Permaculture design looks at ideas and methods for creating long-term, sustainable, self- maintaining systems for agricultural land, animal systems, houses, projects and communities. We look at the elements: An element is one of the fundamental components making up the whole…
Congratulations! Ego Lemos (Tropical Permaculture Guidebook’s co-author).
Earth Company selects one Impact Hero a year– an exceptional change-maker that has the potential to shape the future of developing countries in the Asia-Pacific.
“If you have three people in a village with a creative mind, then your village will grow stronger, it will be prepared for the necessary development and to confront challenges again.” – Francisco Da Costa, Group leader of Love Timorese Culture
Inspiring creativity for development with available natural resources has been the mission of educators, activists, and farmers of PERMATIL (Permaculture Timor-Lorosa’e) since its inception. PERMATIL’s biannual Perma-Youth camp has continued to expand this inspiration and practice in Timor-Leste since 2008. This year’s camp incorporated FinFest (Finadu Festival, also known as the Day of the Dead), a celebration of cultural values tied to food, traditional rituals and ceremonies.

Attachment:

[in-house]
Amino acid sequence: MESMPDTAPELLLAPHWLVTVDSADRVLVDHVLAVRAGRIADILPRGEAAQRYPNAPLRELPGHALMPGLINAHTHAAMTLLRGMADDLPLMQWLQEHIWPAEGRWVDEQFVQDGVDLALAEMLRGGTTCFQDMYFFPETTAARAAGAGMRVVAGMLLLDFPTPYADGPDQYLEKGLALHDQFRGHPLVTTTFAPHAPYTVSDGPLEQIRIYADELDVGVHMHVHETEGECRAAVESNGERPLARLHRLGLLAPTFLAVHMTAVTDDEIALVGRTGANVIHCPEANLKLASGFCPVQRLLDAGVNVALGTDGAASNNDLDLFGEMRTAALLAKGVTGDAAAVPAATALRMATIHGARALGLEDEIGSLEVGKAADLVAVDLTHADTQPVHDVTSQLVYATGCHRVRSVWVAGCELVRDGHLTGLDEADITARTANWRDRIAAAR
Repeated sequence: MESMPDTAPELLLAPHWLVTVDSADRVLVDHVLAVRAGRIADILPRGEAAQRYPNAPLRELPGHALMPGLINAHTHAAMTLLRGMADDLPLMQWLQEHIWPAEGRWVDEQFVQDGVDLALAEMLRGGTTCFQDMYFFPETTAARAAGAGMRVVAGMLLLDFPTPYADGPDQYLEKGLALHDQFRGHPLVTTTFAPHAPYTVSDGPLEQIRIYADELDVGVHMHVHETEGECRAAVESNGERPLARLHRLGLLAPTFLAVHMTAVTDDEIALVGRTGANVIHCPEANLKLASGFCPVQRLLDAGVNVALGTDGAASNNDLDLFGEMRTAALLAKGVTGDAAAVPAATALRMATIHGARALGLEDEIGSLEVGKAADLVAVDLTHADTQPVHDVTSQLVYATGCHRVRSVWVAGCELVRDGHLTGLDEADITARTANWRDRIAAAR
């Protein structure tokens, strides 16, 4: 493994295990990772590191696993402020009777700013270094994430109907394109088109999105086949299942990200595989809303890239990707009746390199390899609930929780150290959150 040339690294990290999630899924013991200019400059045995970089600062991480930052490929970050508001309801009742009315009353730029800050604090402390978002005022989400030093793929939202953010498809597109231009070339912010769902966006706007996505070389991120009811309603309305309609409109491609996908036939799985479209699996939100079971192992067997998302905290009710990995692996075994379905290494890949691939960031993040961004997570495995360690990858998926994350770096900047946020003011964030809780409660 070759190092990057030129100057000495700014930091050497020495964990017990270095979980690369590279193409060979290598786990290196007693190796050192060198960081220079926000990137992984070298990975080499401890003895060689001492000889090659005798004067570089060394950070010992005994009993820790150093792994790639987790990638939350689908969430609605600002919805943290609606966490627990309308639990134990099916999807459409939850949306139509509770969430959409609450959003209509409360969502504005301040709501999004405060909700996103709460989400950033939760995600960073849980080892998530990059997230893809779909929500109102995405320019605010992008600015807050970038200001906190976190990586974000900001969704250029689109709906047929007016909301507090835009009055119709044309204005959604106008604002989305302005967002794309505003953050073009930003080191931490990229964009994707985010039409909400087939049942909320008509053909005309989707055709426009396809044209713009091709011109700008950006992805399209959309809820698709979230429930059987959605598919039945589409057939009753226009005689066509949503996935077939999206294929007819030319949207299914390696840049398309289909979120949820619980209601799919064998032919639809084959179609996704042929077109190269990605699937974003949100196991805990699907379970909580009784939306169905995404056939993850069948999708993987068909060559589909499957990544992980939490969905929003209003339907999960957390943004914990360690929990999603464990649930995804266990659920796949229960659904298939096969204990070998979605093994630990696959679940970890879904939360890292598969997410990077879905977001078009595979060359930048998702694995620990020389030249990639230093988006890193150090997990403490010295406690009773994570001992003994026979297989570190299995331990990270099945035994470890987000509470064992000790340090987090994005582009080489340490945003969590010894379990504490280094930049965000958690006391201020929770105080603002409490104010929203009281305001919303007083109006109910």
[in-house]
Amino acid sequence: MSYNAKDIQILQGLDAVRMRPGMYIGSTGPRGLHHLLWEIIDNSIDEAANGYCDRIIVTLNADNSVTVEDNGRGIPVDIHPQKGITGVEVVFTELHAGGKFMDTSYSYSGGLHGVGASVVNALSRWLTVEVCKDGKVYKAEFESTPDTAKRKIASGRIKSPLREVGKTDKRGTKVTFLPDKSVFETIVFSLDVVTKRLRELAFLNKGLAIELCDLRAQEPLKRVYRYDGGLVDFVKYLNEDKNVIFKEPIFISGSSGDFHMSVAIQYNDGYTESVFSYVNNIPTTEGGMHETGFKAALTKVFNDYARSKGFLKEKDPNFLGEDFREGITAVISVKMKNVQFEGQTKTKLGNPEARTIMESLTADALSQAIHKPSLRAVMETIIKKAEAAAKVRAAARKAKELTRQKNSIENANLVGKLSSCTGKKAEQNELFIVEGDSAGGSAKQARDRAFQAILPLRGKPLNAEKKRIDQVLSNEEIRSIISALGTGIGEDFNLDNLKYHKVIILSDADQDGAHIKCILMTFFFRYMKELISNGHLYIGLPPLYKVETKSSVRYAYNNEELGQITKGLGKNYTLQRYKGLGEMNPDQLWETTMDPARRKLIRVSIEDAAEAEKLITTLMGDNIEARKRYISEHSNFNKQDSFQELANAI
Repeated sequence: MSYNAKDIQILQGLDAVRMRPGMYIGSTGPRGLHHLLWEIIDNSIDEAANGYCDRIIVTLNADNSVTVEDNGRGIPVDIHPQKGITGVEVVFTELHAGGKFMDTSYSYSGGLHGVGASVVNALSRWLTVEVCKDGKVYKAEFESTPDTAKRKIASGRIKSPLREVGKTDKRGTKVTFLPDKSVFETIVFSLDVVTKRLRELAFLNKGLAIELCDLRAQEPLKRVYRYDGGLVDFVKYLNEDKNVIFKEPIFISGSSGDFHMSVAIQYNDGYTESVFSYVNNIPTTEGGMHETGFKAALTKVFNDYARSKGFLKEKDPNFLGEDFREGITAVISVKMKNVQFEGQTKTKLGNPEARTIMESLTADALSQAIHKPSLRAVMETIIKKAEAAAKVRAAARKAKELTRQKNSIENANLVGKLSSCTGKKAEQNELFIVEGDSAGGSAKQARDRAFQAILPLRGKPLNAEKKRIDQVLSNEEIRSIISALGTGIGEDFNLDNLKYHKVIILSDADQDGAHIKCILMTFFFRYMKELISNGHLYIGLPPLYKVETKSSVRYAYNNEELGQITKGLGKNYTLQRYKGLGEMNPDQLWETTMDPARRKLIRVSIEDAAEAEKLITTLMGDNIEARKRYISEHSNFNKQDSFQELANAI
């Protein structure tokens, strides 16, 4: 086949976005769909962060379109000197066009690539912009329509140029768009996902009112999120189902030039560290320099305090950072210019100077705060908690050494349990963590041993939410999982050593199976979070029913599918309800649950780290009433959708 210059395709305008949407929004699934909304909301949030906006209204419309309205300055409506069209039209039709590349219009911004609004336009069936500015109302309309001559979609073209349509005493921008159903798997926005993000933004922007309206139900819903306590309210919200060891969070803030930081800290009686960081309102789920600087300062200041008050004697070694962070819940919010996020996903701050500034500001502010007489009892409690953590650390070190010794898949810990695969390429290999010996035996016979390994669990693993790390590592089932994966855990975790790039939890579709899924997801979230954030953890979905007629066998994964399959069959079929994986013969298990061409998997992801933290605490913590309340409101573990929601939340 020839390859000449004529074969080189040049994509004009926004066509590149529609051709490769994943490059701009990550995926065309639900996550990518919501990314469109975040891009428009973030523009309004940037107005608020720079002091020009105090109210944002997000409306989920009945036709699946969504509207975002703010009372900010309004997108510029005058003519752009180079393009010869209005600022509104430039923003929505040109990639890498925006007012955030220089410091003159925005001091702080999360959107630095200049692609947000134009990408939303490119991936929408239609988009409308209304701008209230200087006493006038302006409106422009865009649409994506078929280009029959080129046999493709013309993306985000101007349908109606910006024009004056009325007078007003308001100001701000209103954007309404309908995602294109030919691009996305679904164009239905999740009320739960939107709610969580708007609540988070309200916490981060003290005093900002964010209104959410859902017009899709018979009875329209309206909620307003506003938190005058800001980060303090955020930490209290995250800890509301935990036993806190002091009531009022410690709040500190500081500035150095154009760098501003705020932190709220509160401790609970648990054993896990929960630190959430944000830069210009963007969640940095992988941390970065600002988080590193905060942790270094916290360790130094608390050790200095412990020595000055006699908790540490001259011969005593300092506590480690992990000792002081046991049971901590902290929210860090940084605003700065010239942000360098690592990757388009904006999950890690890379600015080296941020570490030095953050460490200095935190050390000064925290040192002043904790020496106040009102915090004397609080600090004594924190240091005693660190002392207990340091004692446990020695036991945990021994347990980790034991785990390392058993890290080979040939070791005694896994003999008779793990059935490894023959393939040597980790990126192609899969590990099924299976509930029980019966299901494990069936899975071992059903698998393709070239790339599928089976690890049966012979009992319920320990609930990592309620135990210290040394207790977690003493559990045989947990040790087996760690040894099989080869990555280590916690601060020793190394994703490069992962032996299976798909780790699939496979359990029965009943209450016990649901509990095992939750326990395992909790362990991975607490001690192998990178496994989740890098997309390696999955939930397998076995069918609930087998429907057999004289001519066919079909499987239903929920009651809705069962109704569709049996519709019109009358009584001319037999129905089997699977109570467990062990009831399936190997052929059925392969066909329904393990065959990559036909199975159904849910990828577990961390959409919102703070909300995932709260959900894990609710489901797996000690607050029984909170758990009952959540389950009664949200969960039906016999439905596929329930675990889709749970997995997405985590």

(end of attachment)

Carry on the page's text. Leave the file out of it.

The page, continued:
By growing the food you need for your animals, you create a sustainable and low cost system.
The banana pit/compost pit is an excellent way to feed vegetables and trees.
Bananas and papayas especially like to grow around the compost pits, but do not plant them together as they compete too much for space and nutrients.
A family garden provides many benefits for many people and is at the heart of family life.
One of many new school garden projects in Timor Leste, not just teaching permaculture and organic gardening skills to children but also providing food for school lunches.
It seems more than coincidental that this new project is coinciding with a house move after many years at Stuart Park, Darwin.